So I took notice of what McDonald’s was doing to expand their business, and I created my own initiatives to bring an awareness of the pros and cons of the franchising system for the Turkish economy. I believe that, with a re-engineered mind-set, entrepreneurs in Albania and South East Europe will start to see the franchising system as an opportunity to foster their local economies and expand businesses globally. Coming to your question, I think every country has unique products to share with world; even if they are not yet quite ready, they may be on the brink of readiness — and Albania and South East Europe are part of this picture.

Why do people keep reading your bestseller Off the Bus, Into a Supercar?

As the son of a teacher and a retired army officer, I would never in my wildest dreams have thought that the company I started without a penny to my name would become a multi-mullion-dollar business. Or that the president of the United States of America — in the land of entrepreneurs — would invite me to the White House to talk about entrepreneurship, or that the Turkish prime minister, leader of the 16th largest economy in the world, would hand me a letter to deliver in person to President Obama.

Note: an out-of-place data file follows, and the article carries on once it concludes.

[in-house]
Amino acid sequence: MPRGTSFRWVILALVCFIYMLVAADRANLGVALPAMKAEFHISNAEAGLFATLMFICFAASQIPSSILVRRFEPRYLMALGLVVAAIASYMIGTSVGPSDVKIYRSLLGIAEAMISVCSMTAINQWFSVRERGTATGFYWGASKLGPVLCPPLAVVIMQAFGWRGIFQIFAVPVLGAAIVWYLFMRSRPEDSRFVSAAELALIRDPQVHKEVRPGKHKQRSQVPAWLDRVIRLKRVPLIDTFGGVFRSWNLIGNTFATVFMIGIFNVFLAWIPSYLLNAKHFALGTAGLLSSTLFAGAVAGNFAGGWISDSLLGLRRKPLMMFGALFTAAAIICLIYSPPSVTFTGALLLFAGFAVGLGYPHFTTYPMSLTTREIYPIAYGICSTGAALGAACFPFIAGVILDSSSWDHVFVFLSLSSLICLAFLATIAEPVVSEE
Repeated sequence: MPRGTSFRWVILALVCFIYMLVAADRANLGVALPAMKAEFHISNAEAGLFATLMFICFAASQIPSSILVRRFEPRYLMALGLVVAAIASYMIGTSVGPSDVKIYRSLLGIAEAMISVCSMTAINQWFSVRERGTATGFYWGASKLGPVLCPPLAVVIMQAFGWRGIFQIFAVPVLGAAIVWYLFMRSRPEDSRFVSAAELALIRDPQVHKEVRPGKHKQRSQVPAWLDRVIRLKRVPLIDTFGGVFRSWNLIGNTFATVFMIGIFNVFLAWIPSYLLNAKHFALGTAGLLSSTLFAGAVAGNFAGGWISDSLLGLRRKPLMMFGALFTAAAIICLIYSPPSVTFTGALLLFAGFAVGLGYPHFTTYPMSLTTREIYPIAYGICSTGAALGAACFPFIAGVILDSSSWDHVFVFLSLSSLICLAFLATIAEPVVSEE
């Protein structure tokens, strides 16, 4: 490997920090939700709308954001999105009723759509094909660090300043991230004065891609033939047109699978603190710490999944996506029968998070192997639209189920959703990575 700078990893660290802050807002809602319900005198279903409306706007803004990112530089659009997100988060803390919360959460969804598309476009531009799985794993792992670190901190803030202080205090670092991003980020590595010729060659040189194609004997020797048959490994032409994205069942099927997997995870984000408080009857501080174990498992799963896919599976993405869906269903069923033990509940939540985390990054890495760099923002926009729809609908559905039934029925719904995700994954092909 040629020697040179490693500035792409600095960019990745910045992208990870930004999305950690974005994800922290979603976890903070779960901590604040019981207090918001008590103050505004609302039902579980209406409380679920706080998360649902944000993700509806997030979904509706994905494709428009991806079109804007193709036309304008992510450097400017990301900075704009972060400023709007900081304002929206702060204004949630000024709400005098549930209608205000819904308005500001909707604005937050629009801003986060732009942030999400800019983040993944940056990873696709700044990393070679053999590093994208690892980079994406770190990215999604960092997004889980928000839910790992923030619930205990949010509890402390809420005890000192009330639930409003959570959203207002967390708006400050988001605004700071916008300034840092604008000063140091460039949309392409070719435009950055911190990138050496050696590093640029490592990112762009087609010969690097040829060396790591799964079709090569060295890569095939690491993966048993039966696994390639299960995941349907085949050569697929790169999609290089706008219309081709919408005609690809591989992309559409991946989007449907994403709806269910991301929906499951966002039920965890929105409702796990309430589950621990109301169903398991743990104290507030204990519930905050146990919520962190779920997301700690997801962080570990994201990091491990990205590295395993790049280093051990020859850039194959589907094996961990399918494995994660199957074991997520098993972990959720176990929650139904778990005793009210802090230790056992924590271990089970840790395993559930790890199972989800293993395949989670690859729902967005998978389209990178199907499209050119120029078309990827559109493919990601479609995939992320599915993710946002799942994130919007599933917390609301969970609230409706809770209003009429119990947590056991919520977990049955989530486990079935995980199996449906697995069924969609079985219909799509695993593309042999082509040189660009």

I couldn’t have imagined that I would one day be on CNN International commenting on President Obama’s Washington summit or that I would be one of the 110 Dragons from 22 countries on the most important entrepreneurship TV show in the world, Dragons’ Den (Shark Tank in the US).

I had no money, no one to help me or back me up in the beginning, but all those things really happened. I wholeheartedly believe that our beautiful world is one where dreams are capable of becoming reality so long as we work towards the realization of those dreams.

I wish for everyone to be able to look at the world in the same optimistic way as I do, to see the bigger picture in the same frame. If the son of a teacher and army officer can achieve huge success, then I am sure that you can too, but probably much more easily.

In the final analysis, I am saying that if I did it my way, so can you! And the to-do list in my book is an excellent reason for people to keep reading my book.